Unregistered Opal cards offer anonymous travel

The New South Wales government today started selling unregistered Opal cards, allowing public transport passengers to travel anonymously.

The New South Wales government has started offering commuters unregistered Opal cards, allowing public transport passengers the option of using the new ticketing system without offering up their personal information.

The Opal contactless card ticketing system began rolling out across Sydney's transport network last year, with the government planning to retire some its paper-based multi-trip tickets from the beginning of September.

The NSW Minister for Transport, Gladys Berejiklian, today announced the release of unregistered Opal cards, with pop-up kiosks appearing at train stations across the city to sell the new cards to commuters, saying that the new cards would offer anonymity to passengers who did not want to share their personal details.

"Customers can now obtain an Opal card and load value on to it at a station and immediately join more than 440,000 people who have access to cheaper and more convenient travel with Sydney's new electronic ticketing system," said Berejiklian. "After a customer has their unregistered Opal card from a kiosk, they can load the card with credit and travel anonymously, which is what some customers want."

However, state transport customers will still be required to use a credit or debit card to when initially purchase an Opal card. A Transport for NSW spokesperson confirmed today that passengers were not able to purchase an Opal card using only cash from the kiosks or other outlets, although cash could be used to top up the cards.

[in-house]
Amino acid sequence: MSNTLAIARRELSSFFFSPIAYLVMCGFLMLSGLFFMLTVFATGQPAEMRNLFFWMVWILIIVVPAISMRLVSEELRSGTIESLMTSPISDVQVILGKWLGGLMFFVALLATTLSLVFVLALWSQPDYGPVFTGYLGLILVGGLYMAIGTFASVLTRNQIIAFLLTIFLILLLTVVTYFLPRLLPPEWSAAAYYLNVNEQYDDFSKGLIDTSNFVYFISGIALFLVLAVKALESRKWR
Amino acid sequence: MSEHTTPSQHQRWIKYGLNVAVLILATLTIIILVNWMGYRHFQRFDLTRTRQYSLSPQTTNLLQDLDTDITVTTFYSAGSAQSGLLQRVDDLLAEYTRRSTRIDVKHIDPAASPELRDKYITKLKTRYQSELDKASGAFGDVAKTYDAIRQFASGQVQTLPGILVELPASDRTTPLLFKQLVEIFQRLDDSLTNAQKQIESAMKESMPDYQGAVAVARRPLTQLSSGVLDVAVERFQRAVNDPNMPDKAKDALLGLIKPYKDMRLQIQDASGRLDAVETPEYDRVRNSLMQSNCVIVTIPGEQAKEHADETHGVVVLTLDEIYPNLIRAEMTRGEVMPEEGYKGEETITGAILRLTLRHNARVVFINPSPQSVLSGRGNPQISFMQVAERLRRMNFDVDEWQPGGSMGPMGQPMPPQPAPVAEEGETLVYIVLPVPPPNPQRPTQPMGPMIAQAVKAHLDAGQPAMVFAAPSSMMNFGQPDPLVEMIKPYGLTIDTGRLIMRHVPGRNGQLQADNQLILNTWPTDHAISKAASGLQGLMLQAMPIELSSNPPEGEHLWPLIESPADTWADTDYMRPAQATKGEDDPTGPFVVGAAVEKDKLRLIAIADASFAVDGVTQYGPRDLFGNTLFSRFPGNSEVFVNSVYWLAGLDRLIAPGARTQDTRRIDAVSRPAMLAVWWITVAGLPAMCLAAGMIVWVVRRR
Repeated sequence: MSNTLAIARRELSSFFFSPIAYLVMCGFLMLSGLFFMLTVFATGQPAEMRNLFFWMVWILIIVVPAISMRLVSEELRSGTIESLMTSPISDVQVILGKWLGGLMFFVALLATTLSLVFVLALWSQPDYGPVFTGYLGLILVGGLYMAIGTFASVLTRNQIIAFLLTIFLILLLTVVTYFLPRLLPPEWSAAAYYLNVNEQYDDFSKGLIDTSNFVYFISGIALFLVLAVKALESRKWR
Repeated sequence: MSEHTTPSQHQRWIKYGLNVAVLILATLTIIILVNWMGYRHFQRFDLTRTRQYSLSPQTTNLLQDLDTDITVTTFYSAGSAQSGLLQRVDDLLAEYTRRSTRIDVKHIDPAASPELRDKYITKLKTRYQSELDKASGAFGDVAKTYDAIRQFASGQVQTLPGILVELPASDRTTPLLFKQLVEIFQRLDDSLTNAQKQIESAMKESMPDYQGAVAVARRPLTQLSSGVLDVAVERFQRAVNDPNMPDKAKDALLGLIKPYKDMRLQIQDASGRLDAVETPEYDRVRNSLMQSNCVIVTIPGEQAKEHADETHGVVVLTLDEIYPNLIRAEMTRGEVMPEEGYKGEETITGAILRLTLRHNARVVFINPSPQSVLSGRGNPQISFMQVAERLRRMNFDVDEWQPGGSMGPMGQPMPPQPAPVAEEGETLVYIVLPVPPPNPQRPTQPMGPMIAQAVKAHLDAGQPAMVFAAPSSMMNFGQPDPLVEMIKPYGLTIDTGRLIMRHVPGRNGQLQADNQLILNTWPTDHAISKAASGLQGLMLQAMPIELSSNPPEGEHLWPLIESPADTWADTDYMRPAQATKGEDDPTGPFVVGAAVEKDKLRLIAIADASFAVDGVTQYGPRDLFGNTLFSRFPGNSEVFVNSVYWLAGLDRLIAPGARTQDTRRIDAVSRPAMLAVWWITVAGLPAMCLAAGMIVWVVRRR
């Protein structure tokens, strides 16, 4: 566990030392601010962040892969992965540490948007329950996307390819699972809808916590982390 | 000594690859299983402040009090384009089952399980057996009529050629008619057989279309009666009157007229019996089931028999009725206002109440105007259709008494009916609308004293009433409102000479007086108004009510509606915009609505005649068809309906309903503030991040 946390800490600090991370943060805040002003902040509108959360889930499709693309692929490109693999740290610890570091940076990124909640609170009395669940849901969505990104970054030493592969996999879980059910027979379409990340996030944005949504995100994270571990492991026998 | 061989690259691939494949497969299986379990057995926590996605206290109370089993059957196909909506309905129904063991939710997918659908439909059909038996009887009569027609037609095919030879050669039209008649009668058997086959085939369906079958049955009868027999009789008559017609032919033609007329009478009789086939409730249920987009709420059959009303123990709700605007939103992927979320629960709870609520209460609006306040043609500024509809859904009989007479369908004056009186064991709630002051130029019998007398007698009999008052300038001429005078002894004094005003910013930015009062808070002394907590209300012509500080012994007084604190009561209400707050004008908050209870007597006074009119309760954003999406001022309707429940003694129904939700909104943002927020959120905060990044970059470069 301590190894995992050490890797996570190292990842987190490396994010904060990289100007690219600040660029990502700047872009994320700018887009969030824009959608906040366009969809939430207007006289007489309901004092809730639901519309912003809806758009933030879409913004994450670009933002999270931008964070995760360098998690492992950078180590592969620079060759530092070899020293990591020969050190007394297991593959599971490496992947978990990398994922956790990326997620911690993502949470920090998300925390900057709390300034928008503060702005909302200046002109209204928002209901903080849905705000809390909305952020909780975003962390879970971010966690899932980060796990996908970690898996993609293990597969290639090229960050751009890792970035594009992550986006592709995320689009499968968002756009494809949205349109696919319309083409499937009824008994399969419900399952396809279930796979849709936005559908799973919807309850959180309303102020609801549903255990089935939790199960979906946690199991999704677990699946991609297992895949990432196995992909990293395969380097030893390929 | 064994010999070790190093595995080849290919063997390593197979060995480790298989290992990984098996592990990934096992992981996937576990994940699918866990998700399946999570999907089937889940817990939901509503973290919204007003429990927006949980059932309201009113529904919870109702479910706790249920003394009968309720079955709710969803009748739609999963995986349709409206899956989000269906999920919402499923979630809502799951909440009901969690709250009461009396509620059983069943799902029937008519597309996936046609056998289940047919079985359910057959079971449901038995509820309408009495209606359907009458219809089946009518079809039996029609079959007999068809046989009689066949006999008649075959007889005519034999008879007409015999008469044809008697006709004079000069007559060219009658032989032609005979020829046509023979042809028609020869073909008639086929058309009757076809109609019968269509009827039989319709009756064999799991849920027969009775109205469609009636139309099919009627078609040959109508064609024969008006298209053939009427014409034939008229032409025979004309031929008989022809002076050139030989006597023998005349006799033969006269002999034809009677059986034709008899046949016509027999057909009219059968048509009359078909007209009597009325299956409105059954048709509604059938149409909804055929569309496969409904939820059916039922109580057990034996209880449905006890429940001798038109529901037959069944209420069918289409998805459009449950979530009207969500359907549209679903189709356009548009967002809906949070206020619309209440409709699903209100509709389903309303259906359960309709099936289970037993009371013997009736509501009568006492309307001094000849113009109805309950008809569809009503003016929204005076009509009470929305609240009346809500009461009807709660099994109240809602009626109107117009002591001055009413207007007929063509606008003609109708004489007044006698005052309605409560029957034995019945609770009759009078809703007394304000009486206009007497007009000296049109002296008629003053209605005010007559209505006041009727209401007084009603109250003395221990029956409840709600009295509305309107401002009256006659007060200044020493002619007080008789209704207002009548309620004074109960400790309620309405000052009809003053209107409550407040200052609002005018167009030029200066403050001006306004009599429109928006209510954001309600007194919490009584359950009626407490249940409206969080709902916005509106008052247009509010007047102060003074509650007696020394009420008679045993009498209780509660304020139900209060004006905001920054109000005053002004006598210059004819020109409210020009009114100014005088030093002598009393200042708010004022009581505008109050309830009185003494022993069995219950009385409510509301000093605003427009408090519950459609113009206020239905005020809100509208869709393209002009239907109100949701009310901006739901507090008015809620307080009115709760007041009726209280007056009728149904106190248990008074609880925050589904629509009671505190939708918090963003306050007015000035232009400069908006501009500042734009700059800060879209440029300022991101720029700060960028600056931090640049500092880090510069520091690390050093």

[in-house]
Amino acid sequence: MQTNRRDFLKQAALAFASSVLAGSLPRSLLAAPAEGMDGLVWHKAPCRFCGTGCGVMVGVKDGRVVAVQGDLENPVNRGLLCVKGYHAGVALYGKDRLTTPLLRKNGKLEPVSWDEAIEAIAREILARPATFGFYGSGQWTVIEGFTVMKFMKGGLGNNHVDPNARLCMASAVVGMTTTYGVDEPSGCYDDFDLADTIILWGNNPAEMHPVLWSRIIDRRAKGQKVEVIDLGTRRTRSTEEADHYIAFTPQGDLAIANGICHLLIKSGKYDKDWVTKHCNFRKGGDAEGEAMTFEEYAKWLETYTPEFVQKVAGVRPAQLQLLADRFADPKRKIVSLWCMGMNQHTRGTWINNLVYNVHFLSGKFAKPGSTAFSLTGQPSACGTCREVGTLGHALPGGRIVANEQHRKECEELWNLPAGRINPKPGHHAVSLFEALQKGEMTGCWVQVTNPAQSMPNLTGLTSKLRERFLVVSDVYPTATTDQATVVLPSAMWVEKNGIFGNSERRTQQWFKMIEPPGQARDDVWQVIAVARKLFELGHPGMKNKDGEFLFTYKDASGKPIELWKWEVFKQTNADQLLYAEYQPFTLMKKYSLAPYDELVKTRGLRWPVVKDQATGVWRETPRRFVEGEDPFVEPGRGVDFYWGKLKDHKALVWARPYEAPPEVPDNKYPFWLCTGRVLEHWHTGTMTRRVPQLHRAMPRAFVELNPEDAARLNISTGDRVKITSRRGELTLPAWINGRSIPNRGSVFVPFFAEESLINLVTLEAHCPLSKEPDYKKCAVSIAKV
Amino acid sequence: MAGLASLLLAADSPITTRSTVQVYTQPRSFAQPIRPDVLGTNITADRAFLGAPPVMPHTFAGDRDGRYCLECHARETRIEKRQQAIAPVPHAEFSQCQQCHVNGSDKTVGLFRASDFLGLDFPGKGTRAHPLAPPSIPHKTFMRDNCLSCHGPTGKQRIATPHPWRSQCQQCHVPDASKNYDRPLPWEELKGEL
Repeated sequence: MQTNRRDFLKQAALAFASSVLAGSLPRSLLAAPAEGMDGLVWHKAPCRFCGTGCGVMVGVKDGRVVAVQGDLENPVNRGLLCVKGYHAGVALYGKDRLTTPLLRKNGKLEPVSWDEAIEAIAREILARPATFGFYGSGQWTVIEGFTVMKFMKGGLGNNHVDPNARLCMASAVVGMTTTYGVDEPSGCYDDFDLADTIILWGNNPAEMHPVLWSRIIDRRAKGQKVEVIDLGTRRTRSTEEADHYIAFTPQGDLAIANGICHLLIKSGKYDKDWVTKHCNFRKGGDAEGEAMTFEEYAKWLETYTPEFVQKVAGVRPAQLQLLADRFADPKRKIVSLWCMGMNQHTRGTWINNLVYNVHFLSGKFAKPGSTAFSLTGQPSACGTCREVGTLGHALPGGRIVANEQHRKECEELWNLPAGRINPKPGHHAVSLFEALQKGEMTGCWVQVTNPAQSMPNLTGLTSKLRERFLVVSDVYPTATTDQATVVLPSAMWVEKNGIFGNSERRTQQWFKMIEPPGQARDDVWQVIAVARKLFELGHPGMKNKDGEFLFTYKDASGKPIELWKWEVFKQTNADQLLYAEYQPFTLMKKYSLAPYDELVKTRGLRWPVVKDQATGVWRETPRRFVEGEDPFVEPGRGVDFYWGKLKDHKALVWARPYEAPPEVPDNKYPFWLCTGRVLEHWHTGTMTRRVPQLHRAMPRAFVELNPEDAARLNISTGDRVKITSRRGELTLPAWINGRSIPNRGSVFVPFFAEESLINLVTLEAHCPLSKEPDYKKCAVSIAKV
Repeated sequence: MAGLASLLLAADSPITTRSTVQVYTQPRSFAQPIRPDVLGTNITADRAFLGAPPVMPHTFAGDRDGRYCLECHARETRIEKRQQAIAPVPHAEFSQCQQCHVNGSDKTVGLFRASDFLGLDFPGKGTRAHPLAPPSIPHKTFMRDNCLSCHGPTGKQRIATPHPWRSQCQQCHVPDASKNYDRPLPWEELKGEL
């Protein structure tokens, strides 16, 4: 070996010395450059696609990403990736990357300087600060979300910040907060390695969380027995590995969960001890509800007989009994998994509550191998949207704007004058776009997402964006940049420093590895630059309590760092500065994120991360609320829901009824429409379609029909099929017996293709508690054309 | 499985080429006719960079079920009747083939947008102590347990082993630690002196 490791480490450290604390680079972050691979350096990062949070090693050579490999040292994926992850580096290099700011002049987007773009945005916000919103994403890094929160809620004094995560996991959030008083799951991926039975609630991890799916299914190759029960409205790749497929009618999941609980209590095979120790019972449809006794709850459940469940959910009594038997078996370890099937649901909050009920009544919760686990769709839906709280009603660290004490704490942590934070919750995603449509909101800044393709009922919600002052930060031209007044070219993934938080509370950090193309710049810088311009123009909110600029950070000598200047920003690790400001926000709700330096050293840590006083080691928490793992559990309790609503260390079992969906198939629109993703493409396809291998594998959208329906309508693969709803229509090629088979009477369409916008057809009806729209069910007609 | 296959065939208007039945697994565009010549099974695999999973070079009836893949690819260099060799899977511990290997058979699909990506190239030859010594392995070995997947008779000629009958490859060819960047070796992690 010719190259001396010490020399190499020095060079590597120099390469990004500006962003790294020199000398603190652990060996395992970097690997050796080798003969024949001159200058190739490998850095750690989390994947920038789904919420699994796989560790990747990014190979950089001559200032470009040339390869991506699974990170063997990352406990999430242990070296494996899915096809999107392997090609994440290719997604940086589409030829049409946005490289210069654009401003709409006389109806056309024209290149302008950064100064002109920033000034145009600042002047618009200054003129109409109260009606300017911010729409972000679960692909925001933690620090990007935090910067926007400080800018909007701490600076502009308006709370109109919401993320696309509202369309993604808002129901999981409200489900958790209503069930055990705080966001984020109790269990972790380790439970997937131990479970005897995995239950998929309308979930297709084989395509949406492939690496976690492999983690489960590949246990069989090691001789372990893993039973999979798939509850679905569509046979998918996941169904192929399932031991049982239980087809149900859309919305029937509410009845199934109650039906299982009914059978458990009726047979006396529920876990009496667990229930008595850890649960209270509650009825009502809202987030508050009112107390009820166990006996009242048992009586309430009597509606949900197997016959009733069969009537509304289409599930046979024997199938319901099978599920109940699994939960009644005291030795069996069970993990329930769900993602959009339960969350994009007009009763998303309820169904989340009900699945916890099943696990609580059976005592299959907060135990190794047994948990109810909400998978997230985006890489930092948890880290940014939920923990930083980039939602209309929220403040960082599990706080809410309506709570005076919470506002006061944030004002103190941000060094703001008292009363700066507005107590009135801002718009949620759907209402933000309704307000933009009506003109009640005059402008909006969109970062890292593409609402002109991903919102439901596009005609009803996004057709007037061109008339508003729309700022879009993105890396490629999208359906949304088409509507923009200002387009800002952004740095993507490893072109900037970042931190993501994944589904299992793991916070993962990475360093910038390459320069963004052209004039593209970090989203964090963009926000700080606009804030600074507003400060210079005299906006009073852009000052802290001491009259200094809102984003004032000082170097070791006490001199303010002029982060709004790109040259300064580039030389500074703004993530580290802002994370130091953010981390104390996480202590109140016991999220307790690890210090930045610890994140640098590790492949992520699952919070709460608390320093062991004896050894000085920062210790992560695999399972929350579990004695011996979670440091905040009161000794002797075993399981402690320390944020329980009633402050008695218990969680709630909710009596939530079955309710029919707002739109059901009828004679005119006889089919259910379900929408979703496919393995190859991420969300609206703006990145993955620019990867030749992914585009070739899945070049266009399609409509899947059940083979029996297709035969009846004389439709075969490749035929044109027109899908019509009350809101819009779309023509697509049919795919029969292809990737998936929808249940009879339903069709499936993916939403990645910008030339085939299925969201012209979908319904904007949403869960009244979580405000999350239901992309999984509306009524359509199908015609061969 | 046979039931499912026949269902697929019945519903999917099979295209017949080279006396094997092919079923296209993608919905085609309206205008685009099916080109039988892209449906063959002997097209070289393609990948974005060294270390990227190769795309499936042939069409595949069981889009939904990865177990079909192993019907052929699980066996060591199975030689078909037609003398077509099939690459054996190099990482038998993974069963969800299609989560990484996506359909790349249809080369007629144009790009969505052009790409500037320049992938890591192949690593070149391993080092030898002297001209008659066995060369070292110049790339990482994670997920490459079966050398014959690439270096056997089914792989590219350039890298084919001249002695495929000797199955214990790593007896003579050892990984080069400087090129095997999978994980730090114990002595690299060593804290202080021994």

Until now, commuters have had to register their details online in order to obtain a card, offering up their address, an email, and payment information to top up the card. The Opal system can record a commuter's travel history, using it to determine discounts for weekly travel.

Transport New South Wales is able to collect information on the times and locations for where people travel in the state using their Opal card.

In June, ZDNet confirmed that police could access this data without a warrant as part of law enforcement investigations. However, a spokesperson for Transport for NSW said at the time that the agency complies with the law regarding access to personal information.

"Transport for NSW and law enforcement agencies operate under the existing lawful mechanisms for law agencies to access data — using a warrant, subpoena or summons under the Personal Information and Privacy Protection Act 1998," the spokesperson said.

Earlier this month, Transport for New South Wales defended offering access to Opal card traveller data to Australian law enforcement agencies without a warrant. The agency said its privacy policy was also developed with the NSW Office of the Privacy Commissioner.

The new unregistered Opal cards are available from today until the end of September from pop-up kiosks at stations spanning the Sydney transport network from Hornsby to Rockdale, Penrith, and Wynyard.